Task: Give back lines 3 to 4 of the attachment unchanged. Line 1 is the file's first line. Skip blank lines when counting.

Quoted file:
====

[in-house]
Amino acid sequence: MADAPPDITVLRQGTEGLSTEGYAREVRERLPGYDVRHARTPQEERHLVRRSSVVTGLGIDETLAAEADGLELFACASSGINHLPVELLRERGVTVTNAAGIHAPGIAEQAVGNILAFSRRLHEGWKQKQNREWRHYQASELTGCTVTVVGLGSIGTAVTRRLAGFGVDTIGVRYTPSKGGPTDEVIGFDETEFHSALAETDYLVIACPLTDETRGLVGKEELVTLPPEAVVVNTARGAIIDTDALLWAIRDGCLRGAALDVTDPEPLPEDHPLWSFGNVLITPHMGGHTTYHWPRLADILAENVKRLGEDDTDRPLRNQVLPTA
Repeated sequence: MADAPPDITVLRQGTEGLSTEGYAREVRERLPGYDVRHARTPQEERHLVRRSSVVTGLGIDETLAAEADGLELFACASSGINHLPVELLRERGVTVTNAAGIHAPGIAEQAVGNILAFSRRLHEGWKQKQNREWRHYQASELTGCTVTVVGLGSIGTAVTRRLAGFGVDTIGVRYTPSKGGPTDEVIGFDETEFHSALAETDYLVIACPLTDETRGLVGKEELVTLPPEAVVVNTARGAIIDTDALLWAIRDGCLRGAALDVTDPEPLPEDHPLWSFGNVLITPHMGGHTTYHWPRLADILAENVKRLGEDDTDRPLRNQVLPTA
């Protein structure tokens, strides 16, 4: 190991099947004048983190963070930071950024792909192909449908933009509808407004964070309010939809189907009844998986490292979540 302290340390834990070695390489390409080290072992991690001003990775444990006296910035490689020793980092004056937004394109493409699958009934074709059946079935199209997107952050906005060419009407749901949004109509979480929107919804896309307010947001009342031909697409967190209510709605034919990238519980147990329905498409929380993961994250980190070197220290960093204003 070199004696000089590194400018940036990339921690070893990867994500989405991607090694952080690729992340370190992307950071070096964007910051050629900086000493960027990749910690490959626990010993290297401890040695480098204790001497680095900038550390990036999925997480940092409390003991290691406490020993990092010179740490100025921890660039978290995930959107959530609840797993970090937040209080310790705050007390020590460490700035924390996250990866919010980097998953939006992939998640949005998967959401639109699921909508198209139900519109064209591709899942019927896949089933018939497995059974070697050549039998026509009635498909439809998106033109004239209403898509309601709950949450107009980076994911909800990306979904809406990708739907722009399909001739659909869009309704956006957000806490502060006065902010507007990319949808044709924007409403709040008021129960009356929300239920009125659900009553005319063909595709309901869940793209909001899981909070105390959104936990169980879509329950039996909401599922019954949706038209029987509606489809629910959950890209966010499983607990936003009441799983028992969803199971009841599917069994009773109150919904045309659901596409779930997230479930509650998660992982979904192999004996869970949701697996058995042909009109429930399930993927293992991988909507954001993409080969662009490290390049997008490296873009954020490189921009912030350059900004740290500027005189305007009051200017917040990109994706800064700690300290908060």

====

Repeated sequence: MADAPPDITVLRQGTEGLSTEGYAREVRERLPGYDVRHARTPQEERHLVRRSSVVTGLGIDETLAAEADGLELFACASSGINHLPVELLRERGVTVTNAAGIHAPGIAEQAVGNILAFSRRLHEGWKQKQNREWRHYQASELTGCTVTVVGLGSIGTAVTRRLAGFGVDTIGVRYTPSKGGPTDEVIGFDETEFHSALAETDYLVIACPLTDETRGLVGKEELVTLPPEAVVVNTARGAIIDTDALLWAIRDGCLRGAALDVTDPEPLPEDHPLWSFGNVLITPHMGGHTTYHWPRLADILAENVKRLGEDDTDRPLRNQVLPTA
């Protein structure tokens, strides 16, 4: 190991099947004048983190963070930071950024792909192909449908933009509808407004964070309010939809189907009844998986490292979540 302290340390834990070695390489390409080290072992991690001003990775444990006296910035490689020793980092004056937004394109493409699958009934074709059946079935199209997107952050906005060419009407749901949004109509979480929107919804896309307010947001009342031909697409967190209510709605034919990238519980147990329905498409929380993961994250980190070197220290960093204003 070199004696000089590194400018940036990339921690070893990867994500989405991607090694952080690729992340370190992307950071070096964007910051050629900086000493960027990749910690490959626990010993290297401890040695480098204790001497680095900038550390990036999925997480940092409390003991290691406490020993990092010179740490100025921890660039978290995930959107959530609840797993970090937040209080310790705050007390020590460490700035924390996250990866919010980097998953939006992939998640949005998967959401639109699921909508198209139900519109064209591709899942019927896949089933018939497995059974070697050549039998026509009635498909439809998106033109004239209403898509309601709950949450107009980076994911909800990306979904809406990708739907722009399909001739659909869009309704956006957000806490502060006065902010507007990319949808044709924007409403709040008021129960009356929300239920009125659900009553005319063909595709309901869940793209909001899981909070105390959104936990169980879509329950039996909401599922019954949706038209029987509606489809629910959950890209966010499983607990936003009441799983028992969803199971009841599917069994009773109150919904045309659901596409779930997230479930509650998660992982979904192999004996869970949701697996058995042909009109429930399930993927293992991988909507954001993409080969662009490290390049997008490296873009954020490189921009912030350059900004740290500027005189305007009051200017917040990109994706800064700690300290908060």